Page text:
Case Series
D’Alessandro et al. published the results of a prospective study of 84 patients who underwent thermal capsulorrhaphy for various indications in 2004.8 With an average follow-up of 38 months, 37 percent of patients reported unsatisfactory results, based on reports of pain, instability, return to work and the American Shoulder and Elbow Surgeons Shoulder Assessment score. The authors reported that the high rate of unsatisfactory results was of great concern. Levine et al. reported that the initial wave of enthusiasm for thermal capsulorrhaphy has largely subsided, given the negative results reported by D’Alessandro et al.9 

Two- to six-year follow-up was reported on 85 of 100 consecutive patients treated with thermal capsulorrhaphy for glenohumeral instability in 2007.10 Thirty-seven patients (43.5 percent) were considered to have had a failed procedure, defined as recurrent instability, revision of surgery and recalcitrant pain or stiffness requiring manipulation. Deterioration of efficacy over time was reported from a series of 12 overhead athletes (volleyball, tennis, baseball, swimming) who presented with internal impingement at an average age of 27 years (range, 23 – 34 years).11 At two years after surgery, the modified Rowe score had increased from 45.8 to 90.4. At 7 years postoperatively, the Rowe score had decreased to 70.4 and visual analog scale score for pain was 4.8. Twenty-five percent of athletes reported that they had returned to their preinjury level of competition, 25 percent played at a lower level and 50 percent had stopped because of their shoulder pain.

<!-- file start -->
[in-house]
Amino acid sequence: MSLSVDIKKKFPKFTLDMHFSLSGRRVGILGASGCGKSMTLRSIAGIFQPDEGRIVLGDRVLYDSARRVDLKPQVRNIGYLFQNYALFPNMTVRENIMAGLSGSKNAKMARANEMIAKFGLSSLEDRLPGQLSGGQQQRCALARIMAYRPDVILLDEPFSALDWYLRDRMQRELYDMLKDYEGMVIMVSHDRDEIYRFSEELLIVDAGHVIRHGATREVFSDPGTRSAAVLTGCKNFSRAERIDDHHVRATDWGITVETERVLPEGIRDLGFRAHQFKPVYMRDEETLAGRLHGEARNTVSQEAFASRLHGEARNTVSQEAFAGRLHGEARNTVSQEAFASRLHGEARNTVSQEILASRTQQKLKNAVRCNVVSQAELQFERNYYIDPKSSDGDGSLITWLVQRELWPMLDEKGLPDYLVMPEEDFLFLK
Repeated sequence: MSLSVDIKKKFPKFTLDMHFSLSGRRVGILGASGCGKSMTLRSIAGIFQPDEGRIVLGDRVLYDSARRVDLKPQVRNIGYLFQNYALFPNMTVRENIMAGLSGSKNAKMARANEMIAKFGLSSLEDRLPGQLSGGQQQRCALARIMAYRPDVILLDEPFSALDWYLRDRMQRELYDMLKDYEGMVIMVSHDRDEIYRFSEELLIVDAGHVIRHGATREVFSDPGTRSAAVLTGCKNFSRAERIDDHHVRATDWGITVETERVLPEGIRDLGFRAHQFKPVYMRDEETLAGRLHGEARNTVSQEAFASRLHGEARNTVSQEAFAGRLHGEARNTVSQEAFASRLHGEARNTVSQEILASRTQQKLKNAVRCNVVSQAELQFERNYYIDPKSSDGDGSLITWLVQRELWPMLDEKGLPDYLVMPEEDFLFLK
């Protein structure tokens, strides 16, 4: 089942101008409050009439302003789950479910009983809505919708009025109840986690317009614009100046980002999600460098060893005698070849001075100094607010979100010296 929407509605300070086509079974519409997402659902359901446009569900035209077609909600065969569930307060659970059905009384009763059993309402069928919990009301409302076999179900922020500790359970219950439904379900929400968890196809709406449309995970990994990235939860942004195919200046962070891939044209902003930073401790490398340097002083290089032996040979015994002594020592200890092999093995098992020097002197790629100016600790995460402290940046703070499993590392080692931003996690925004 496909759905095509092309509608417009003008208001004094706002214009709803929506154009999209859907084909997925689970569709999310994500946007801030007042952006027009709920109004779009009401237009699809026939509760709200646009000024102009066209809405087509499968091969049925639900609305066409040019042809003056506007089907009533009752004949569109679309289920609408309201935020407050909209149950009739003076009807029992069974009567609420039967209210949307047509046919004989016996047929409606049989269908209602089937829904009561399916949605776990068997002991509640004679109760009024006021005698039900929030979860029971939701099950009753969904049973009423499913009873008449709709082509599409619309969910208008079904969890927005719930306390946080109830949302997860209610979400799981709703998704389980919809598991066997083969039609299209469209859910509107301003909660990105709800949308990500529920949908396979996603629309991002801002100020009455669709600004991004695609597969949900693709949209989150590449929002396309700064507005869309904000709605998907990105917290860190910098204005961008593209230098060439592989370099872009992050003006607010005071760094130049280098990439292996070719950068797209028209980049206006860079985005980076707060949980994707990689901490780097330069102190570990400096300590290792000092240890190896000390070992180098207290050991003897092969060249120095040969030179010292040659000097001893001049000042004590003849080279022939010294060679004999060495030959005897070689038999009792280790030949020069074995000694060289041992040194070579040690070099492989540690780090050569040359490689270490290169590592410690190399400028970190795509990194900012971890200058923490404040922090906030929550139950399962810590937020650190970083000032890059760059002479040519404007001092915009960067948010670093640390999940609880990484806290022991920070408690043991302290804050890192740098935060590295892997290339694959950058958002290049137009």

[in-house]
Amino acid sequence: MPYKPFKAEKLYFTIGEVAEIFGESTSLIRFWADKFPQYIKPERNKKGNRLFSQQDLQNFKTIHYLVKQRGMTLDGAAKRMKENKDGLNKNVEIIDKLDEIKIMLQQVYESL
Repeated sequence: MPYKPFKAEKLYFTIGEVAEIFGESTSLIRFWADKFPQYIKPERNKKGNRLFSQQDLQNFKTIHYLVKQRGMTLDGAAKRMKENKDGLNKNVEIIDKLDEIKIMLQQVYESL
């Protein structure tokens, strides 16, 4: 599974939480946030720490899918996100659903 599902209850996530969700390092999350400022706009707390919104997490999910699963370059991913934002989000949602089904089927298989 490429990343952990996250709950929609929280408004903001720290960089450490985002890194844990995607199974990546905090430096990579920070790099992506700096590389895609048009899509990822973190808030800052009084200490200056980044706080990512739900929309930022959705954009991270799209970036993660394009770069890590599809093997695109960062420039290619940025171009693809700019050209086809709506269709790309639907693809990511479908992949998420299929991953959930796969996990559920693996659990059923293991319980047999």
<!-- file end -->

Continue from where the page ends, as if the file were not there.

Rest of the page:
Other Joints
Literature on thermal capsulorrhaphy for joints other than the shoulder is limited. One small case series (13 patients) from 2007 reported use of thermal capsulorrhaphy for palmar midcarpal instability.12 A 2008 publication describes thermal capsulorrhaphy for the parapatellar capsule as controversial.13 

Adverse Events